As you know, Bill Nye has agreed to engage in a debate about evolution with Ken Ham at the Kentucky Creation Museum. You may also know that I suggested that this debate was a bad idea, not so much because it is Bill Nye doing it (he’s a great spokesperson for science and science education) but because the whole idea of a debate is questionable for a number of reasons (discussed here).
Bill recently made a few comments on the debate on CNN.
Here, I’d like to list a handful of the points I’d make if I was doing this debate.
- It is not necessary or even possible to argue against “creationism” because creationism is a belief system based on faith. Science, on the other hand, is all about arguing about interpretation of observations and developing the best descriptions and explanations we can of the natural world.
- In the 18th century, western thinking, “Natural philosophy,” described and explained the world in a way that incorporated religious thinking and referred to scripture. That view is almost identical to the 21st century creationist view. “Intelligent design” is indistinguishable from Paley’s view of the natural world, which he wrote about in his book “Natural Theology: or, Evidences of the Existence and Attributes of the Deity” in 1809, which is a kind of capstone for the previous century’s thinking.
The 19th century, with Darwin and Wallace and a host of others advanced modern scientific thinking and challenged the previous century’s way of thinking. There was indeed a debate at that time, and evolutionary biology won that debate.
During the early 20th century, Darwinian thinking was advanced and revised to include a huge amount of ongoing observations about nature, including the discovery of genetics. By some time early in the 20th century, what might have been a valid debate about the nature of nature itself faded away and became a political debate instead.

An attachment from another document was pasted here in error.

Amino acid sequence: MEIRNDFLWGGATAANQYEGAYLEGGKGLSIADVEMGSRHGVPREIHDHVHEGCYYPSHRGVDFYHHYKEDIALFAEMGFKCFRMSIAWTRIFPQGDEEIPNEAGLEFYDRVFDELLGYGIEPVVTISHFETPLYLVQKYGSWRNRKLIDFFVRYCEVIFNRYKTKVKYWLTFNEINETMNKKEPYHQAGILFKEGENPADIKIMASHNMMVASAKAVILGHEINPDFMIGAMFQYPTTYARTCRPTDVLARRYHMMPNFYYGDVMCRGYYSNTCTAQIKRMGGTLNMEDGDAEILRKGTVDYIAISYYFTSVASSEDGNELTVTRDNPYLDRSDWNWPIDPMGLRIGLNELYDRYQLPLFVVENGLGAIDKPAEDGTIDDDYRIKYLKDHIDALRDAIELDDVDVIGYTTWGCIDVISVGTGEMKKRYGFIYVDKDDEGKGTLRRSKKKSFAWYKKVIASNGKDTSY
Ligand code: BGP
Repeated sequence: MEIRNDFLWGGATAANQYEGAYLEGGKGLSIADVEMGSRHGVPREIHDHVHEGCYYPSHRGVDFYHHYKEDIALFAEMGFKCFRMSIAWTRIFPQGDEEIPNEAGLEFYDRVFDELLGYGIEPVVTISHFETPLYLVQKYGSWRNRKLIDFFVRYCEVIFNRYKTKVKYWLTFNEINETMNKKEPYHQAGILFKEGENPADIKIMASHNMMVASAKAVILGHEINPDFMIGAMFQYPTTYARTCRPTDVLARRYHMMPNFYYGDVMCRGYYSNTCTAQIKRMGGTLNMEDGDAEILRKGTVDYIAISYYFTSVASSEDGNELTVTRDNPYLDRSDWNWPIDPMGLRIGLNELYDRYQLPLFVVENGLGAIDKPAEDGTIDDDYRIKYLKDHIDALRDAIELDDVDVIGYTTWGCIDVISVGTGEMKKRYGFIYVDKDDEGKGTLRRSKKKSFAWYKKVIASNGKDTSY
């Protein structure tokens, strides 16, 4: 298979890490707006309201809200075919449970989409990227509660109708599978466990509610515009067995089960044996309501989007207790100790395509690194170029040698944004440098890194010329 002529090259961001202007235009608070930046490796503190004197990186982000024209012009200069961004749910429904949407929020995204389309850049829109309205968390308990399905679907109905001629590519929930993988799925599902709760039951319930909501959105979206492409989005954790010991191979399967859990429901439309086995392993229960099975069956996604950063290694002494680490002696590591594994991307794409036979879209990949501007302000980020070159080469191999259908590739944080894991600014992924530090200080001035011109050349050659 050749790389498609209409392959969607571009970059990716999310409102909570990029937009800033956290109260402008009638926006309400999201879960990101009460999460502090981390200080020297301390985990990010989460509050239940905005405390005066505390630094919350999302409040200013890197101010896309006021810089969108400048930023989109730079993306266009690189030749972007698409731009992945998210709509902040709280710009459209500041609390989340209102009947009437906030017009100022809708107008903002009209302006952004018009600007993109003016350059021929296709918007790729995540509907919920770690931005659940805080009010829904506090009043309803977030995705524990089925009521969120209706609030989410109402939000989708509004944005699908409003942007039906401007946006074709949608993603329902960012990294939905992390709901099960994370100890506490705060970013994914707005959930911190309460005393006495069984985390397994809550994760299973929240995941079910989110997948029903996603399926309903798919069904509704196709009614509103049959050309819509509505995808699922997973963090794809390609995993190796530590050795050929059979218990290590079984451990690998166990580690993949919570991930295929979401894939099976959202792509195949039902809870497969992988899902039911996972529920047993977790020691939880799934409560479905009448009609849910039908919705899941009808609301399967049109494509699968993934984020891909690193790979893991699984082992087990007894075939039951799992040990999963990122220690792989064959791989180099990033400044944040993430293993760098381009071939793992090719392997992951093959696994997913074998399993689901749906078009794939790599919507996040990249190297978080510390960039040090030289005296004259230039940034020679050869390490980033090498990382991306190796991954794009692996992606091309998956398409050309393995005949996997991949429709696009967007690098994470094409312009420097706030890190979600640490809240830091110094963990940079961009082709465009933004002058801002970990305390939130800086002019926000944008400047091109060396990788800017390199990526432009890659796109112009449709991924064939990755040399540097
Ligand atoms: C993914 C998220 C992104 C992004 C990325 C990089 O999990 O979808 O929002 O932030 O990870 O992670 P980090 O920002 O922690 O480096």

That political debate, not a scientific debate, between a religious belief system (creationism) and science (evolutionary biology), persisted through the 20th century and into the 21st century and has been used by a minority of religious institutions and individuals as a tool. There is no longer a scientific debate about the validity of evolution, and there has not been one for a very long time.
Many of the criticisms of evolution maintained by creationists are about the age of the earth and the way that fossils are ordered in time. That ordering in time is central to evolution because it demonstrates dramatic changes in life forms. But those criticisms are not so much about the biology, but rather, about the physics and geology.
The physics that help us understand evolutionary change over time is the same science that the United States military uses to develop and maintain our all-important Nuclear Navy. It is the same physics that underlies the development of an important part of our power grid, the nuclear power plants. It is the same physics that underlies the development of the not-so-pleasant nuclear arsenal. Before creationists complain to biologists that the science of nuclear physics is wrong, they should take their case to the Military and the nuclear power industry, because if nuclear physics is wrong, we are all in a great deal of trouble.
The geology that helps us understand the record of evolutionary change in the past is the same geology that gives us the ability to engineer safer structures, build seemingly impossible bridges, locate and exploit important resources such as minerals and, of course, petroleum. Before creationists complain about evolutionary biology’s use of this geology they should talk to civil engineers and petroleum and mining geologists about how they must have all of that wrong as well.
Evolutionary biology also underlies our medical practices. Comparative anatomy is part of the proof of evolution, and it is also the source of much of our understanding of human physiology. The study and treatment of infectious disease and epidemiology is based on evolutionary thinking. Before creationists complain about evolution they should talk to our medical professionals and inform them that the basis of their efforts to treat and prevent disease and medical disorders is all wrong.
Check out the Planetary Society, where Bill Nye is Executive Director.
More on science education HERE.
Also, check out my novella, Sungudogo, HERE. It is an adventure story set in Central Africa which ultimately turns out to be a parody of the skeptics movement.